All males in the United States between the ages of 18 and 45 were required by law to register for the World War One draft throughout 1917 and 1918, making WWI draft records a rich source of information on millions of American males born between about 1872 and 1900, including occupation and employment information. Occupation and employer can also be found in World War II draft registration records, completed by millions of men living in America between 1940 and 1943.
Wills and probate records, military pension records, such as Civil War union pension records, and death certificates are other good sources for occupational information.
How many different occupations were classified as 'reserved' during World War Two?
20 year member
Currently voted the best answer.
Reserved occupations included (though these were subject to review):
* Dock Workers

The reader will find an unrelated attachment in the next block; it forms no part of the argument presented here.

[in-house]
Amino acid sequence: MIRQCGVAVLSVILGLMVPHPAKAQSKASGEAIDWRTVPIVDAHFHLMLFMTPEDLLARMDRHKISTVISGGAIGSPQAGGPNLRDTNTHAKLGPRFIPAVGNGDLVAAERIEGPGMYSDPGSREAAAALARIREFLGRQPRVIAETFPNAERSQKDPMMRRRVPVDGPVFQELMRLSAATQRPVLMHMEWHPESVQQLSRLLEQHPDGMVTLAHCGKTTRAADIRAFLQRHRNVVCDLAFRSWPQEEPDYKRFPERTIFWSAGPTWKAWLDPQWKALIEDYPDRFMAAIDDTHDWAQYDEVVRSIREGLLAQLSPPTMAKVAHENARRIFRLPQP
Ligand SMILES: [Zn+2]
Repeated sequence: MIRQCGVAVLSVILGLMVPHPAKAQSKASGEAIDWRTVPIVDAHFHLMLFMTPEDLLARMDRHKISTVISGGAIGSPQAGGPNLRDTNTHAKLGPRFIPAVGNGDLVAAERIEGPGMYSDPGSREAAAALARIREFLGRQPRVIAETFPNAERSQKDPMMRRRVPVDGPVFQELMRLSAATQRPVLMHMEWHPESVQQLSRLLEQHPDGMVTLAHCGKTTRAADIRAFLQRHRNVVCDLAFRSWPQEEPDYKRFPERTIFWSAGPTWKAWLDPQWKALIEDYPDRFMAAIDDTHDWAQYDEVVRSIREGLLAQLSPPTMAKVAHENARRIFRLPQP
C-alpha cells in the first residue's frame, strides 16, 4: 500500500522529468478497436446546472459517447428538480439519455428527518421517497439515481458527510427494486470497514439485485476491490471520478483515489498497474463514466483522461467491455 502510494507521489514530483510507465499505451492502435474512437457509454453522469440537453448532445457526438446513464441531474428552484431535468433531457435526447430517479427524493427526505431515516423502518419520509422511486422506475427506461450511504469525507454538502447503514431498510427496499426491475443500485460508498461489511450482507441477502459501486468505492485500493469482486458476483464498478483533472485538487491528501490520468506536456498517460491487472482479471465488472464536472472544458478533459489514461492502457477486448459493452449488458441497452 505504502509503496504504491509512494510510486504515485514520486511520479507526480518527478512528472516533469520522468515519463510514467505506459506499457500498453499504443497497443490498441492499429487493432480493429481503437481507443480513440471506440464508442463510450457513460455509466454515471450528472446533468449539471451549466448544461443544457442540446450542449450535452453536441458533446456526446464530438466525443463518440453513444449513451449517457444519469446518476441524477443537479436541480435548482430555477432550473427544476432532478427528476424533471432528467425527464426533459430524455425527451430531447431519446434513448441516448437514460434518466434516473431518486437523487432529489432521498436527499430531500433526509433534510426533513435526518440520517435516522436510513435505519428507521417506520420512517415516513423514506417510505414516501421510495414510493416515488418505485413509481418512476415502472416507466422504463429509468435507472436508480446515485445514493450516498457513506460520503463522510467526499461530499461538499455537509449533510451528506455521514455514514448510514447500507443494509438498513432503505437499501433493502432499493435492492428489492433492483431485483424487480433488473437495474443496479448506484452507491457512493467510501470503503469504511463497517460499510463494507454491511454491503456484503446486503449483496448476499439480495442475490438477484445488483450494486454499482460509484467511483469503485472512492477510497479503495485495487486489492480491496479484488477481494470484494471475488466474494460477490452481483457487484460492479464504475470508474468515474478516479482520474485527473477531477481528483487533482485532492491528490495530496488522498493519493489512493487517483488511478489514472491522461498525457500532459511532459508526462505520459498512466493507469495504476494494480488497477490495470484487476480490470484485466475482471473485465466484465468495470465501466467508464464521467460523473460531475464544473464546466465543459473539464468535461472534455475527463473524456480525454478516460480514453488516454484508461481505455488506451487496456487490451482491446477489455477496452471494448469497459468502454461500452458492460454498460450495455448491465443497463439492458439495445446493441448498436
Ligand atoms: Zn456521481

* Merchant Seamen
* Railway Workers
* Utility Workers - Water, Gas, Electricity
* teachers and university lecturers
* Doctors (Unless in the Territorial Army)
* Police officers
* Certain Civil Servants
* Students (Only for the duration of their studies. Undergraduates were deferred, but not fully exempted. They could be conscripted at the end of their studies, unless they had a criminal record or ill health)
* Priests, monks, nuns and anyone in Holy orders
* Journalists (Though they may have been sent to the front, even running the risk of being shot or held by the enemies as spies)
Some artists involved in propaganda work
Other media workers (especially those involved in technical roles, such as lighting engineers, electricians, cameramen, photographers, sound engineers, etc)
Anyone running a small business, including government and local council contractors and their employees.
Local authourity employees
Bank employees and employees of insurance companies
Reserved occupations WW1
I'm half way through "The first casualty! by Ben Elton which is a good read, but one of the main planks of his story is a police inspector imprisoned for refusing to be conscrupted, the book opens in Oct 1917, the chapter dealing with the Inspector's trial is set 'some time earlier'.